Michael Tuggle And we were just you know, we wanted to get the ideas out, you know, And so part of part of the plan as well was the book. You know, it talks a lot about branding and culture. But we also we also wanted to include literally a blueprint, like if you were going to start from you wanted to embrace both of these ideas, culture especially, but you didn’t know where to start. It wasn’t just a 50,000 foot level here. It’s just a great idea. Conceptually, we wanted to literally we have a step by step blueprint to do that. And so when you.

Peter Winick Say go with the blueprint for a moment, because one of the things that I’ve seen that are interesting is I agree with you that that’s a that is a better way to go about it. Like, here’s exactly what you need to do and here’s how you do it, etc., etc., etc.. There are some folks that would push back and say, Oh jeez, but if I tell them what to do, why would they hire me? And my response to that is always, that’s not the group that would ever hire you anyway, right? Like the more that you could show them. Now there’s a subset of readers that say they can’t afford you. They’re on the market for an agency, whatever, whatever, whatever they’re going, they’re going to do that magically. And that leads to good accolades and positive vibes and all that sort of other stuff. But most folks look at that and go, okay, they have a methodology, they have a process. We need to work. I know exactly what it’s going to be like to work with these folks. They have a challenge mindset, right? And this is their methodology and process. So by the time they come into the sales cycle, they’re halfway home.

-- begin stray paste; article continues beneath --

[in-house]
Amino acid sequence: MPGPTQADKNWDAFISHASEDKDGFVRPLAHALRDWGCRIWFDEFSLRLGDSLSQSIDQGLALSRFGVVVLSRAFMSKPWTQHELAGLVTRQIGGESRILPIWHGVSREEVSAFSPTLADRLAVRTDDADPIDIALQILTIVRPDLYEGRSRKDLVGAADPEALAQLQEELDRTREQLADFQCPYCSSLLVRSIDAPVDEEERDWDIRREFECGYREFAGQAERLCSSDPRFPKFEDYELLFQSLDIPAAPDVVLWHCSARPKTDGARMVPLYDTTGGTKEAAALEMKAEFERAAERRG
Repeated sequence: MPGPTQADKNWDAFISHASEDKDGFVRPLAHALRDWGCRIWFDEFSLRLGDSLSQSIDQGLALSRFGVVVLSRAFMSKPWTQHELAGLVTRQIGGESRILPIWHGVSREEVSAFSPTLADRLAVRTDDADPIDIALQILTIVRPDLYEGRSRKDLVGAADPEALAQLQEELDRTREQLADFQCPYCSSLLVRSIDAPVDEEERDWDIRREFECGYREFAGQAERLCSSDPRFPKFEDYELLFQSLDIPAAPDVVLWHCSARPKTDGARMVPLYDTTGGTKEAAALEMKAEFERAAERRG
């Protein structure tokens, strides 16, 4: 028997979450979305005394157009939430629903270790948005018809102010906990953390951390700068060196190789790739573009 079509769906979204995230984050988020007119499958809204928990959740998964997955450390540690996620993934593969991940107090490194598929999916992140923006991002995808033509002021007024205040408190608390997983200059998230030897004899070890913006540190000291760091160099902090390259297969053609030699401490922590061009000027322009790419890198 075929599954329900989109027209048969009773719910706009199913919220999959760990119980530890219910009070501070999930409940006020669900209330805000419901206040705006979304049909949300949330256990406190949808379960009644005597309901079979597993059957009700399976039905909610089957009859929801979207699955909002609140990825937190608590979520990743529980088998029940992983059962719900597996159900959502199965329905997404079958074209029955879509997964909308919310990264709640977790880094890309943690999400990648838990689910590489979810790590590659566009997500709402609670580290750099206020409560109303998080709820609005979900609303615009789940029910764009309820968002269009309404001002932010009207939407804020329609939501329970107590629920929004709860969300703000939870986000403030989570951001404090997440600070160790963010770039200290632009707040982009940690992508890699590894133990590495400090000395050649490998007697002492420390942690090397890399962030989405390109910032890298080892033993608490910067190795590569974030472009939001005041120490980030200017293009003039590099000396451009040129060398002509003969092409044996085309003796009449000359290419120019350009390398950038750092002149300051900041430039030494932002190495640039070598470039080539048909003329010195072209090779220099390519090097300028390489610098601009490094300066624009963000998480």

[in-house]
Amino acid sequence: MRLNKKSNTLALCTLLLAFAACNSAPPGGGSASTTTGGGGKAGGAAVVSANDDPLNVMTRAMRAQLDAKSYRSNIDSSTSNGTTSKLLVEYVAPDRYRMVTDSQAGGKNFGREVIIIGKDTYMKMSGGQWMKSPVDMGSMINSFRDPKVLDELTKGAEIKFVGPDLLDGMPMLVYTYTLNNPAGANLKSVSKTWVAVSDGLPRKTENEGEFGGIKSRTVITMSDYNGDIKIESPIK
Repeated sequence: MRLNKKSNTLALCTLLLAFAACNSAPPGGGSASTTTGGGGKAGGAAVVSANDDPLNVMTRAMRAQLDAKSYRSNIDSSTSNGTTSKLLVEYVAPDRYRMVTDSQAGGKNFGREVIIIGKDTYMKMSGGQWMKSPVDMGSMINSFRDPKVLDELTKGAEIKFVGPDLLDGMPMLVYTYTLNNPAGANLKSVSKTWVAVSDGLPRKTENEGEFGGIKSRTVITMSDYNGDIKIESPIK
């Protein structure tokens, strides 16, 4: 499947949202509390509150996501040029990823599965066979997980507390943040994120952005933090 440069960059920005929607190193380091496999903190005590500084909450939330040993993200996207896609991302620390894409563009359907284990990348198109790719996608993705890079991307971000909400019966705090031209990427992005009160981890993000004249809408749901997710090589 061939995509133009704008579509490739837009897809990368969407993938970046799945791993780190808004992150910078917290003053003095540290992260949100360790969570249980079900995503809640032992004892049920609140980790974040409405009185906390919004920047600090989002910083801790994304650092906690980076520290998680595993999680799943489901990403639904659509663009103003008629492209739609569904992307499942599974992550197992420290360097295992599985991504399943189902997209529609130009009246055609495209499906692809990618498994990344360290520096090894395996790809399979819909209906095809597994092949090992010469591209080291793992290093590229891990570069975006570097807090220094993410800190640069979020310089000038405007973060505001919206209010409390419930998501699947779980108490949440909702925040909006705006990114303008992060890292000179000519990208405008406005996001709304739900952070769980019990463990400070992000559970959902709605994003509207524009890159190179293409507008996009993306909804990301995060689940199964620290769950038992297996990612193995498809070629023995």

Michael Tuggle Yeah, I think there were two great things that came out of actually, you know, do it writing the book as opposed to just talking about it. Right. So the first was, you know, we we wrote the book based on what we’ve been doing for years. It’s not like we met, you know, suddenly did the. Right. But the first thing was we literally had the blueprint for how do you create a great culture. But the other thing we did, we sort of codified this process of if you are a Challenger brand and you’re starting off with, I did okay, I am a Challenger brand and I don’t know what to do next. We literally have codified a document now to where we can literally take you through an entire Challenger process to where when you get to the back end, you’re going to know who you are, how ready you are to go, to go to battle and how to do it, how to do it, you know, and where.

Peter Winick You might need help along the way. Right or right? Exactly right.

Michael Tuggle Yeah, Cool.